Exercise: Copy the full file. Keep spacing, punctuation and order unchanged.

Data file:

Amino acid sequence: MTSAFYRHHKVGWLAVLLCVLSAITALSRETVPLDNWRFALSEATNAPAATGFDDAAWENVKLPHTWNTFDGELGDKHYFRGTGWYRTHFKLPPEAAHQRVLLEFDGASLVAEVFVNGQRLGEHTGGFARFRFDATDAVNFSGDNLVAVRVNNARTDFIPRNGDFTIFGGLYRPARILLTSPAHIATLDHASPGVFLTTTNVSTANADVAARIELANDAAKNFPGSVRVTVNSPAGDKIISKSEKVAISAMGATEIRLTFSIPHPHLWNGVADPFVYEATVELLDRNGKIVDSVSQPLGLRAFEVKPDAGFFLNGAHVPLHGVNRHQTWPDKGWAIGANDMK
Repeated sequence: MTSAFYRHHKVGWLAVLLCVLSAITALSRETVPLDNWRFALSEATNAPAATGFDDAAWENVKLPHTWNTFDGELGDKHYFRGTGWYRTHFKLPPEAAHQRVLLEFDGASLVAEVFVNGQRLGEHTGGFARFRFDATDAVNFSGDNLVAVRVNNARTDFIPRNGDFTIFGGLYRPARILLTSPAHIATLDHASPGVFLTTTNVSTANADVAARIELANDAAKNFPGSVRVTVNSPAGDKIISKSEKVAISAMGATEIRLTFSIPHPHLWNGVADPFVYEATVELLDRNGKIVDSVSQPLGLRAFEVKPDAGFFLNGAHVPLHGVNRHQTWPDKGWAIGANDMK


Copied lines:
Amino acid sequence: MTSAFYRHHKVGWLAVLLCVLSAITALSRETVPLDNWRFALSEATNAPAATGFDDAAWENVKLPHTWNTFDGELGDKHYFRGTGWYRTHFKLPPEAAHQRVLLEFDGASLVAEVFVNGQRLGEHTGGFARFRFDATDAVNFSGDNLVAVRVNNARTDFIPRNGDFTIFGGLYRPARILLTSPAHIATLDHASPGVFLTTTNVSTANADVAARIELANDAAKNFPGSVRVTVNSPAGDKIISKSEKVAISAMGATEIRLTFSIPHPHLWNGVADPFVYEATVELLDRNGKIVDSVSQPLGLRAFEVKPDAGFFLNGAHVPLHGVNRHQTWPDKGWAIGANDMK
Repeated sequence: MTSAFYRHHKVGWLAVLLCVLSAITALSRETVPLDNWRFALSEATNAPAATGFDDAAWENVKLPHTWNTFDGELGDKHYFRGTGWYRTHFKLPPEAAHQRVLLEFDGASLVAEVFVNGQRLGEHTGGFARFRFDATDAVNFSGDNLVAVRVNNARTDFIPRNGDFTIFGGLYRPARILLTSPAHIATLDHASPGVFLTTTNVSTANADVAARIELANDAAKNFPGSVRVTVNSPAGDKIISKSEKVAISAMGATEIRLTFSIPHPHLWNGVADPFVYEATVELLDRNGKIVDSVSQPLGLRAFEVKPDAGFFLNGAHVPLHGVNRHQTWPDKGWAIGANDMK